It gives new meaning to the term “public discussion.” Google has just made it possible for users of Google+ to “broadcast” their Hangouts, USATODAY reports, like Conan O’Brian and Jamie Oliver, PC Magazine reports. In other words, on Google+, anyone can be a “broadcaster” now. “Hangouts on Air differ from normal Hangouts [of up to 10 people] only in that the conversations are recorded,” according to the latter. To make their hangout public, users just launch a hangout as usual (by clicking on “Hangout” in the left-hand column of their main Google+ page, then on the red button that says “Start a Hangout” in the upper-right corner of the Hangout page). Once the hangout’s launched, they just click “Enable Hangouts on Air” (users can also choose to click “Restrict minors from joining the hangout” just below that). Everybody invited to the hangout will be able to see how many viewers their hangout has. Google will ask users if they want to link Hangouts to their YouTube channel. If the answer’s yes, “Google will automatically upload a public recording to a user’s YouTube channel, as well as add a YouTube link to the Google Hangout post in Google+,” PC Magazine adds. [Note how language changes. We used to think of a hangout simply as a place. Now it’s both a place and a session – a chunk of time and interaction in that “place.”] See also “A Parents’ Guide to Google+” at PlusParents.org, provided by ConnectSafely.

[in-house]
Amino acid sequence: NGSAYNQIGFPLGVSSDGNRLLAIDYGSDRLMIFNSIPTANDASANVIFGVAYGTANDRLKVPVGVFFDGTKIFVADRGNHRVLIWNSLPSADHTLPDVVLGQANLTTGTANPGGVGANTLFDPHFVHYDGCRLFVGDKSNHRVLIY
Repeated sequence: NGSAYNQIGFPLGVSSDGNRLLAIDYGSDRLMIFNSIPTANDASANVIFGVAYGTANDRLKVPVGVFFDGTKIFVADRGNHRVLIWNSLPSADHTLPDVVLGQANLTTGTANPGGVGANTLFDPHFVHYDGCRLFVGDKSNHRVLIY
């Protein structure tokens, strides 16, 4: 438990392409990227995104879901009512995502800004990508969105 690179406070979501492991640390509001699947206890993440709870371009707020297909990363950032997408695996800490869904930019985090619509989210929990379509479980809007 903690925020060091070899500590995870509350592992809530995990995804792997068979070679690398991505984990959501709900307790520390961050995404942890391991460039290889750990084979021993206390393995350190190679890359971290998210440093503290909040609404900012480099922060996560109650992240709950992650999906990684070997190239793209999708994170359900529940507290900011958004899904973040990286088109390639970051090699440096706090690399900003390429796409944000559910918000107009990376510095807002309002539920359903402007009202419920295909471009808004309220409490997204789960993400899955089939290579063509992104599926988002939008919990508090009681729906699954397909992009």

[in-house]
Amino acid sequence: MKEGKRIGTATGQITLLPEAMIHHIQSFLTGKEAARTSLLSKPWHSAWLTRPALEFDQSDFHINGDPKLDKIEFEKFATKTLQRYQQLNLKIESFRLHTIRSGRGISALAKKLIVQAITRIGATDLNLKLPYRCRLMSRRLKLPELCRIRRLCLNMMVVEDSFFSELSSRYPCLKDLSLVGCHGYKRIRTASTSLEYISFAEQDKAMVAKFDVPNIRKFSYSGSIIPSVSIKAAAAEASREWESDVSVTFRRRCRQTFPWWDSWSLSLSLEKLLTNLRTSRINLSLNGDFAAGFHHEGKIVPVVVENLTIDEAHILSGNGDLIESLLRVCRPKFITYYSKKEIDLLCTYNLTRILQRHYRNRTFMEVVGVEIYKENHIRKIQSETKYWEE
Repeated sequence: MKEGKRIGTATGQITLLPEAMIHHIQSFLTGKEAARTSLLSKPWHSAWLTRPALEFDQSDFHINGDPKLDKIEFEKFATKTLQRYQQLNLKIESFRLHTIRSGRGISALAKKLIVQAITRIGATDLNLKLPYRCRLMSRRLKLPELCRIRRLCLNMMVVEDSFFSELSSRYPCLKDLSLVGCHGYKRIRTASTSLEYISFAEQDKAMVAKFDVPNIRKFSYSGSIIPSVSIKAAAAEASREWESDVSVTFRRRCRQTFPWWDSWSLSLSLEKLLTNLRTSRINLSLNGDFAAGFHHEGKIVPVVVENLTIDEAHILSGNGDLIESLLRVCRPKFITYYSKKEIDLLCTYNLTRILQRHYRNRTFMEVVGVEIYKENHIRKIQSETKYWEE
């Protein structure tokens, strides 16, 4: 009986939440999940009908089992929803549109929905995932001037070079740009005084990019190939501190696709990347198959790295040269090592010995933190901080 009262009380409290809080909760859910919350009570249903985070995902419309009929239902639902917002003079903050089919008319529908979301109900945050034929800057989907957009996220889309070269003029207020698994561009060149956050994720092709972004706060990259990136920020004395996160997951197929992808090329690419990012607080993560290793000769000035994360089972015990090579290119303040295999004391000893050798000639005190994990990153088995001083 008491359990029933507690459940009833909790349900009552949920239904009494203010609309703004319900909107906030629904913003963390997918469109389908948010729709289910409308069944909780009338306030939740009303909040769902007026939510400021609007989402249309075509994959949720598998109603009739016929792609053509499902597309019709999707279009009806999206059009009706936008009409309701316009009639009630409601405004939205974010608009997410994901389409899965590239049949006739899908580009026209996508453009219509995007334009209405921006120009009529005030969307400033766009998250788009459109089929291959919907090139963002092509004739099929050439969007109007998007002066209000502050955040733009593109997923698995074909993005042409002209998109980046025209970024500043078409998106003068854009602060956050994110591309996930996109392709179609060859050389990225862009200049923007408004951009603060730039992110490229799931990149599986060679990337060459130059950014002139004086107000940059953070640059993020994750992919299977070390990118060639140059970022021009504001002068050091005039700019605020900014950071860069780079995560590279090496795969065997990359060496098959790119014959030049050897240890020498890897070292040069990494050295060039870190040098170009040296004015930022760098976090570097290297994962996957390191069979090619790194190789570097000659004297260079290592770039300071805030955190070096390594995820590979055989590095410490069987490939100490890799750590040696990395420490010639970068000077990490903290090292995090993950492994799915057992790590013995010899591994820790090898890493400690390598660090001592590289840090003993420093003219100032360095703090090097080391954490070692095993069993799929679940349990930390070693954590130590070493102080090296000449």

Safer Internet Day 2105
- The policy of student data privacy
- News & views from ConnectSafely: April 23, 2015
- Cyberbullying is not a joke: Celebrities and public figures can make a difference
- Facebook’s Scrapbook encourages photos of children, but think before you post
- Pew Survey: Reports of Facebook’s demise among teens greatly exaggerated
- Should I worry about my teens texting?
- Chromebooks & Google Apps appeal to schools & consumers
- Raising digital kids: 10 tips for improving parent-teen relationships
- Setting screen-time limits – for parents
- Digital Trust Foundation seeking proposals on digital abuse programs
- Parent bullying: The one-upper society
- What is the best way to introduce screen media to our three-and-a-half-year-old?
- Internet Explorer had a long and important life, but it’s time to move on
- Seven good smartphone security habits
- Arkansas bill puts youth safety and privacy in jeopardy